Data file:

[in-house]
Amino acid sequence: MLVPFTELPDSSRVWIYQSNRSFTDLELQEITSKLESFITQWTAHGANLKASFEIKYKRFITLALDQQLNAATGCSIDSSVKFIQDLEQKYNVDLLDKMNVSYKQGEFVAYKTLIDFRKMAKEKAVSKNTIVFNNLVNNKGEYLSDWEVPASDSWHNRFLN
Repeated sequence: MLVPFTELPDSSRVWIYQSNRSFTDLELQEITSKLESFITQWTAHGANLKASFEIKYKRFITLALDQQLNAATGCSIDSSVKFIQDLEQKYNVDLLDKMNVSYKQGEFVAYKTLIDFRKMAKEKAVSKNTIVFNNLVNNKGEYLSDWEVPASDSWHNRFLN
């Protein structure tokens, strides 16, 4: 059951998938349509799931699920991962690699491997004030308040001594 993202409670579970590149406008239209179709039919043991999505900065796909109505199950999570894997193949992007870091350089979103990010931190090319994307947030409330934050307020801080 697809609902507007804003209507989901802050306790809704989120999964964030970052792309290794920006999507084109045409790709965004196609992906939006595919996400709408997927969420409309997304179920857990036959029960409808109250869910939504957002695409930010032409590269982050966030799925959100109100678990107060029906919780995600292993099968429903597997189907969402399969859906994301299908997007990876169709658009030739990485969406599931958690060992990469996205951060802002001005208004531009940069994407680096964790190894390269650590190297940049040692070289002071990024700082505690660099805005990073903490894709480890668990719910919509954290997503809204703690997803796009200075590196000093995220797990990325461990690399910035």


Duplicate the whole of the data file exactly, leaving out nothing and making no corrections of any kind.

[in-house]
Amino acid sequence: MLVPFTELPDSSRVWIYQSNRSFTDLELQEITSKLESFITQWTAHGANLKASFEIKYKRFITLALDQQLNAATGCSIDSSVKFIQDLEQKYNVDLLDKMNVSYKQGEFVAYKTLIDFRKMAKEKAVSKNTIVFNNLVNNKGEYLSDWEVPASDSWHNRFLN
Repeated sequence: MLVPFTELPDSSRVWIYQSNRSFTDLELQEITSKLESFITQWTAHGANLKASFEIKYKRFITLALDQQLNAATGCSIDSSVKFIQDLEQKYNVDLLDKMNVSYKQGEFVAYKTLIDFRKMAKEKAVSKNTIVFNNLVNNKGEYLSDWEVPASDSWHNRFLN
């Protein structure tokens, strides 16, 4: 059951998938349509799931699920991962690699491997004030308040001594 993202409670579970590149406008239209179709039919043991999505900065796909109505199950999570894997193949992007870091350089979103990010931190090319994307947030409330934050307020801080 697809609902507007804003209507989901802050306790809704989120999964964030970052792309290794920006999507084109045409790709965004196609992906939006595919996400709408997927969420409309997304179920857990036959029960409808109250869910939504957002695409930010032409590269982050966030799925959100109100678990107060029906919780995600292993099968429903597997189907969402399969859906994301299908997007990876169709658009030739990485969406599931958690060992990469996205951060802002001005208004531009940069994407680096964790190894390269650590190297940049040692070289002071990024700082505690660099805005990073903490894709480890668990719910919509954290997503809204703690997803796009200075590196000093995220797990990325461990690399910035």